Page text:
Our lab does not currently have any open postdoc positions, although this could change over the next year. For exceptional candidates whose skills and interests are aligned with our lab's major project areas, I would consider working together on a postdoc fellowship application that could support your position in our lab regardless. Please contact me via email if you would like to discuss this possibility.
With two PhD students joining the lab in Fall 2017, I am unlikely to consider graduate students for Fall 2018 admission. If you are considering graduate school for Fall 2019 admission, I would be happy to discuss PhD student training opportunities in several different potential areas. 1. Developing functional genomics and experimental projects with human parasites in order to study parasite-human co-evolutionary history (for a review on some of the potential of this area of research, see here). Your background for working in this area could be in Anthropology, Biology, Microbiology, Parasitology, or any other relevant discipline. 2. The long-term ecological and evolutionary implications of human-environment interactions (here is a review on this area of research). 3. Human/ non-human primate evolutionary genomics, including functional and experimental work with induced pluripotent stem cells (iPSCs).
Here is a flyer highlighting our top-ranked Anthropology graduate program at Penn State; I can also admit students through our excellent Biology program, and through Penn State's interdisciplinary Ecology and Bioinformatics & Genomics programs. Students studying parasite-human co-evolutionary history could also be members of Penn State's vibrant, interdisciplinary Center for Infectious Disease Dynamics. Please contact me via email to discuss further.
We enjoy having undergraduate student participants in our research laboratory. Our lab is interdisciplinary, so any PSU major is welcome. Most accepted undergraduates have been interested in ultimately leading their own research project after a training period; doing so requires a major commitment and independent drive (note that for most projects you would need to develop computer science and bioinformatics skills), but can result in an exceptional experience. Several of these projects have resulted in first-author publications for our undergraduate researchers - for example Thompson et al., Vukelic et al., and Evanitsky et al. - and undergraduate students have co-authored many of our other papers. We also sometimes have specific opportunities for students to work directly with a graduate student or postdoc on an experimental portion of their project (see here for the description of one recent opportunity). See our People page for descriptions of the research projects of current and previous undergraduate lab members. If you are interested in joining our lab as an undergraduate researcher, please carefully complete this online form describing your background and interest.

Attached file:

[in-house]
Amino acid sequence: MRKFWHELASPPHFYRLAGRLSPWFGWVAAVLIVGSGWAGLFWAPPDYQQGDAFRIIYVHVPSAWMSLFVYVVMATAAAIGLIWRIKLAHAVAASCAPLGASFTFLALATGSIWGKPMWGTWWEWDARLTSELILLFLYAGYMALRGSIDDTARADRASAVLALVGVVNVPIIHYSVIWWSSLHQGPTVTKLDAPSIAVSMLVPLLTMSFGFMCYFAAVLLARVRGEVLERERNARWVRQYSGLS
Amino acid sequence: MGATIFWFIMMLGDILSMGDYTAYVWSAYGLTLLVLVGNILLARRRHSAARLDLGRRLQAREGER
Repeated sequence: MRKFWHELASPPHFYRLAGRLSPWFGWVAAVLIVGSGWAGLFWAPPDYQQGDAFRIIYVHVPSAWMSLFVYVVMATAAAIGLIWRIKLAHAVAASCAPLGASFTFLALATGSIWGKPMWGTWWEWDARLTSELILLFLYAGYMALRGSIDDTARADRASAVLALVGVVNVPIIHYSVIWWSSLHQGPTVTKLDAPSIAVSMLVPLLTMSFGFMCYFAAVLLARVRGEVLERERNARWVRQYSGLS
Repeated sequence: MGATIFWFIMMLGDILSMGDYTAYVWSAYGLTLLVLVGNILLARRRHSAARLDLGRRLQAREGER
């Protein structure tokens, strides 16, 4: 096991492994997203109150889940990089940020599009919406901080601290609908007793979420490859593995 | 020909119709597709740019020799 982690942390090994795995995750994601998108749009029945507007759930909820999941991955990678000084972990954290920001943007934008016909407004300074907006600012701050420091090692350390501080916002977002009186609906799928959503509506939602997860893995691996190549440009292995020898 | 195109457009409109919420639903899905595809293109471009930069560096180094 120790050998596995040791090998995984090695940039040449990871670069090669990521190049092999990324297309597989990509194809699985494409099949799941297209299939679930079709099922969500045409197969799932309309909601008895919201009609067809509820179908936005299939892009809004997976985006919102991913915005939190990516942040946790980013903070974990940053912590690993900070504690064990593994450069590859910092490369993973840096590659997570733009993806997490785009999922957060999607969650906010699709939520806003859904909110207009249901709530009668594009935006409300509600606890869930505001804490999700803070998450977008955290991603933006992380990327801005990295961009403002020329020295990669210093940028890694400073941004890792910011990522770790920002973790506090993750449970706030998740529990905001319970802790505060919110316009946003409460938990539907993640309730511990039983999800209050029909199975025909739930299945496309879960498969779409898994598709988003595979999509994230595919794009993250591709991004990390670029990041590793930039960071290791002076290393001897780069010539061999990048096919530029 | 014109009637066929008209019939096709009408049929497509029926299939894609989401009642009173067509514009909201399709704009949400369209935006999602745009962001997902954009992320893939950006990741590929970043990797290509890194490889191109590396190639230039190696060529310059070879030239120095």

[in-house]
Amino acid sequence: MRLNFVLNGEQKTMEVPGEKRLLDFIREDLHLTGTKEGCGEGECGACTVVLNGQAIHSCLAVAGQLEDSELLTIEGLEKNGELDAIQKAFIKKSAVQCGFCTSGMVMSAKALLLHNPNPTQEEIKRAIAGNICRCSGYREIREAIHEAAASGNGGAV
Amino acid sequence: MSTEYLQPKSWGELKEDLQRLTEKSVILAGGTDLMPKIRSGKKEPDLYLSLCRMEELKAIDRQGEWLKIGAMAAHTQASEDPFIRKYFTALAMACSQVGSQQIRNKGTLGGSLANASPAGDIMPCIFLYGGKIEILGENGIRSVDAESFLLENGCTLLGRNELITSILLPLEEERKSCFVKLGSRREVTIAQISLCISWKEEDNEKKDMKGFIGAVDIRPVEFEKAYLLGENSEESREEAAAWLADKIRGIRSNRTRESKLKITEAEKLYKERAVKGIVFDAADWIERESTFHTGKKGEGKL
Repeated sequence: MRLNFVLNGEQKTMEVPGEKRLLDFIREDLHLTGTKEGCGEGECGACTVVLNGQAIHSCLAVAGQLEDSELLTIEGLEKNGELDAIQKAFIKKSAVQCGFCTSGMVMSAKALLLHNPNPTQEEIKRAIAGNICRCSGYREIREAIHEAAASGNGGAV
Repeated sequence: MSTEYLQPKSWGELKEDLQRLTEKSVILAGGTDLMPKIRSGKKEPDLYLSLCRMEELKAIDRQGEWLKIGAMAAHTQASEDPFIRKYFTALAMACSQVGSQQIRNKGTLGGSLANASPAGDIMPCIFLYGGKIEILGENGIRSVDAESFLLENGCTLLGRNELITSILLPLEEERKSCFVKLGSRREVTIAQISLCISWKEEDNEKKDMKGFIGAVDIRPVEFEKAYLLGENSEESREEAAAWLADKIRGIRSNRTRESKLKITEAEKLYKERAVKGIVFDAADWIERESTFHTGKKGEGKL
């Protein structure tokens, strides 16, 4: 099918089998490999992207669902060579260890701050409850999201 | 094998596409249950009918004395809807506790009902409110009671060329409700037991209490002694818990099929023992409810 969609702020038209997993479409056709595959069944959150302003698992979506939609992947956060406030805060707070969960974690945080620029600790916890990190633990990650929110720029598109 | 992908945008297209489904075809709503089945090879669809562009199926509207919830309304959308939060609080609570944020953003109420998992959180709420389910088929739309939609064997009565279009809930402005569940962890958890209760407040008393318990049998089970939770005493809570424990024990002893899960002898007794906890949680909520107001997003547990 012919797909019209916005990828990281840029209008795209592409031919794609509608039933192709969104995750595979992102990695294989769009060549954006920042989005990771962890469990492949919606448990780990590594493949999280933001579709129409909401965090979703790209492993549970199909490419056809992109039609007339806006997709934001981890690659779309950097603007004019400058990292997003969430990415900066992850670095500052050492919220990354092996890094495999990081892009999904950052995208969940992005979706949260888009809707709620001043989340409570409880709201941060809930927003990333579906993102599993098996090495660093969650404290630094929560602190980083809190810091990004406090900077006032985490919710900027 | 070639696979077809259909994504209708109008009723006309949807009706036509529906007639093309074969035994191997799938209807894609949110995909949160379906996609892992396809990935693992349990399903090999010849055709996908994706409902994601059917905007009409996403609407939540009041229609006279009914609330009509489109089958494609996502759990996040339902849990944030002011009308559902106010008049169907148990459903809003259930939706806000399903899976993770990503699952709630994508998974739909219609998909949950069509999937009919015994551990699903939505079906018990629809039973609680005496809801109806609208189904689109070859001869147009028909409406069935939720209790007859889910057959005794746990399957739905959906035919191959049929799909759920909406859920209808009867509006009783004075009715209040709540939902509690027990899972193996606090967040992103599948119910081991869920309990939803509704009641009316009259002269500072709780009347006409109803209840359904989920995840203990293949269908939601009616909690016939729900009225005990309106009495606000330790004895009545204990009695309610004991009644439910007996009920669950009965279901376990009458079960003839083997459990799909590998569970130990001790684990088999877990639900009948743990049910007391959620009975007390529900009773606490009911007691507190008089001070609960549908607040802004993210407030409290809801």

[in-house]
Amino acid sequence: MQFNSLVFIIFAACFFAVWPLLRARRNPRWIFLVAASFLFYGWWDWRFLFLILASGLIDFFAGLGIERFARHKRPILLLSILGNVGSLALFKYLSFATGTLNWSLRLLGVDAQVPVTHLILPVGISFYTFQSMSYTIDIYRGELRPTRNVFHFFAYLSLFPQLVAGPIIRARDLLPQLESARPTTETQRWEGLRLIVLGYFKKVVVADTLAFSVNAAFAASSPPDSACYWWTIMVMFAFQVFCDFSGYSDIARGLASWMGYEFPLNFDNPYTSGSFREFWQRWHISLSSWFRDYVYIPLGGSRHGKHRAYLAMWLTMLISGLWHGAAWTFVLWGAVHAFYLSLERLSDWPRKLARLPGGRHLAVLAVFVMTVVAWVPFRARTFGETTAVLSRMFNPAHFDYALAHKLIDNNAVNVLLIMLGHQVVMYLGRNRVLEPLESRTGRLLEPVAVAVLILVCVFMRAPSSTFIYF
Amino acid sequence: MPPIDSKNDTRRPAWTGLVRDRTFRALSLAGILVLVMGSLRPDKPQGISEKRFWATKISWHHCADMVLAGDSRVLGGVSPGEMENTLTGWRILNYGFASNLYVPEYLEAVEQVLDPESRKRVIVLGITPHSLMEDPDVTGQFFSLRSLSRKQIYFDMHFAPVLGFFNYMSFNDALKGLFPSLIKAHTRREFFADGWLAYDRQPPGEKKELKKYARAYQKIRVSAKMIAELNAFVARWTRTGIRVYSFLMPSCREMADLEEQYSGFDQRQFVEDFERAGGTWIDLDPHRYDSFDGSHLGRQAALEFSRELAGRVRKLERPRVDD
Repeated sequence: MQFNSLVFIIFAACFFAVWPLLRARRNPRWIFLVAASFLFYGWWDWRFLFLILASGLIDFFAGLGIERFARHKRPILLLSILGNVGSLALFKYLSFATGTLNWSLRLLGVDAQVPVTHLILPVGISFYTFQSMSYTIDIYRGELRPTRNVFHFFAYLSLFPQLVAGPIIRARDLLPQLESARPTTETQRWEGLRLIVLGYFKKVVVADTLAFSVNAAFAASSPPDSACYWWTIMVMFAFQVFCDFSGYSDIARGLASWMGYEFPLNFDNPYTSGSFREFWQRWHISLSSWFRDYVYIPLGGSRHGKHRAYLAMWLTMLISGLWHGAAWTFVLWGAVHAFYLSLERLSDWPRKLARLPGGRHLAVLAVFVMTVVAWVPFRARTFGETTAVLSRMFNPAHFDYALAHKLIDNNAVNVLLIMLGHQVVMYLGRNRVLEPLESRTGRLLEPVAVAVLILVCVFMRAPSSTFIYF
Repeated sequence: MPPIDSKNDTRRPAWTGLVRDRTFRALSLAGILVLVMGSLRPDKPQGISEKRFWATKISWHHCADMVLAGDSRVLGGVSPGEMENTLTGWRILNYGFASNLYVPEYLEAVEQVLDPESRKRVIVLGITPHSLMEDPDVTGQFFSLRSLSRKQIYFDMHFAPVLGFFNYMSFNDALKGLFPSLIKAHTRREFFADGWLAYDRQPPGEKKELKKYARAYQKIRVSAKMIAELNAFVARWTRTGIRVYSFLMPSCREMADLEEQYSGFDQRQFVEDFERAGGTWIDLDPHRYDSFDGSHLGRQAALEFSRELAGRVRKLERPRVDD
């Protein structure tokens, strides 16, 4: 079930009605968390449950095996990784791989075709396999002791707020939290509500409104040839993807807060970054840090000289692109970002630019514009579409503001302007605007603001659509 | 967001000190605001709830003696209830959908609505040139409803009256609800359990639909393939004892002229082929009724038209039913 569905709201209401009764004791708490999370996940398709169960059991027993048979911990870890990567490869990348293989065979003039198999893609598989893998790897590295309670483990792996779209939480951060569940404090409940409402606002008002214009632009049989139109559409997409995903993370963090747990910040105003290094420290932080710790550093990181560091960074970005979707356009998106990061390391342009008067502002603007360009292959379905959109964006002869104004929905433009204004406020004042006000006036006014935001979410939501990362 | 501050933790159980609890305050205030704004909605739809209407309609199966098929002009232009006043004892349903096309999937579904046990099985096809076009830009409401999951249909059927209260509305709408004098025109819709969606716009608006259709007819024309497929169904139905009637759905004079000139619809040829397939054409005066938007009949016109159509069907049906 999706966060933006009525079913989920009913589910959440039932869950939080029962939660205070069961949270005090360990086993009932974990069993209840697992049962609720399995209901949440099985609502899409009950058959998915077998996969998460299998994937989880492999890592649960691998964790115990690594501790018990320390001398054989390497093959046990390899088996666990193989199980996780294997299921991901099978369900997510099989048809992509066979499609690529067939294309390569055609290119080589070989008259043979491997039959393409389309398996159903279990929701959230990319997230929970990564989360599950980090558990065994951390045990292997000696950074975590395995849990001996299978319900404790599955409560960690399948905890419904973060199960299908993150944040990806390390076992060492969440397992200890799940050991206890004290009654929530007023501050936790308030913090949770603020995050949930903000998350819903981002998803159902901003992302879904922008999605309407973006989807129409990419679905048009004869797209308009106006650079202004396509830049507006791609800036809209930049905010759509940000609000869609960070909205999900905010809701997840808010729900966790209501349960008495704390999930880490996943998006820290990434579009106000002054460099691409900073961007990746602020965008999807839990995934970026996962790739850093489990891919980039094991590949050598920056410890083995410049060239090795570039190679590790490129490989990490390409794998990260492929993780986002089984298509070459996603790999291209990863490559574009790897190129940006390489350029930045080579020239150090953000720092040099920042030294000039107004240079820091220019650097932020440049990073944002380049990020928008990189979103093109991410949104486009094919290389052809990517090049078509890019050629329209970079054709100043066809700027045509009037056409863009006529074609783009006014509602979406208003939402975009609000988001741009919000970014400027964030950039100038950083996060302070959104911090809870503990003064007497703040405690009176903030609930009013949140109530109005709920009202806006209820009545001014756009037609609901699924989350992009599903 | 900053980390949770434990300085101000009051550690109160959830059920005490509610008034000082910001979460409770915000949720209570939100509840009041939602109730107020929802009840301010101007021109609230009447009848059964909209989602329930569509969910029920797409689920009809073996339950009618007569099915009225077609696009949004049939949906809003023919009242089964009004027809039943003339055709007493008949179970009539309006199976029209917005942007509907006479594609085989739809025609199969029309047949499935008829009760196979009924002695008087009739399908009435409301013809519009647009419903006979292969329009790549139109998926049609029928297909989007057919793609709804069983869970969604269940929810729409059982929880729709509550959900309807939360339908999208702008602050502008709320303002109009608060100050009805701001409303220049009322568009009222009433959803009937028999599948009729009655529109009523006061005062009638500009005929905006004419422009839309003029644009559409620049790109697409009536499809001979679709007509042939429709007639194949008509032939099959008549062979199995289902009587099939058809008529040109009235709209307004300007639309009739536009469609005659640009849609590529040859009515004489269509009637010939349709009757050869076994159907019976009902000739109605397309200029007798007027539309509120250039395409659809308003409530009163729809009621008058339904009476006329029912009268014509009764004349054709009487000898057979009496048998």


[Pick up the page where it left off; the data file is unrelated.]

important For all
A sincere commitment to outreach, science communication, and diversity/inclusion is important for prospective lab members at any career level. We explicitly consider evidence of this commitment as part of the recruitment and evaluation process for our lab. After joining the lab, you will have multiple opportunities to participate in our ongoing broader impacts activities. Lab members also receive training (and support and encouragement from everyone in the lab!) on how to design, lead, and assess the effectiveness of new activities associated with their independent projects. Please see our Outreach page for descriptions of some of our activities!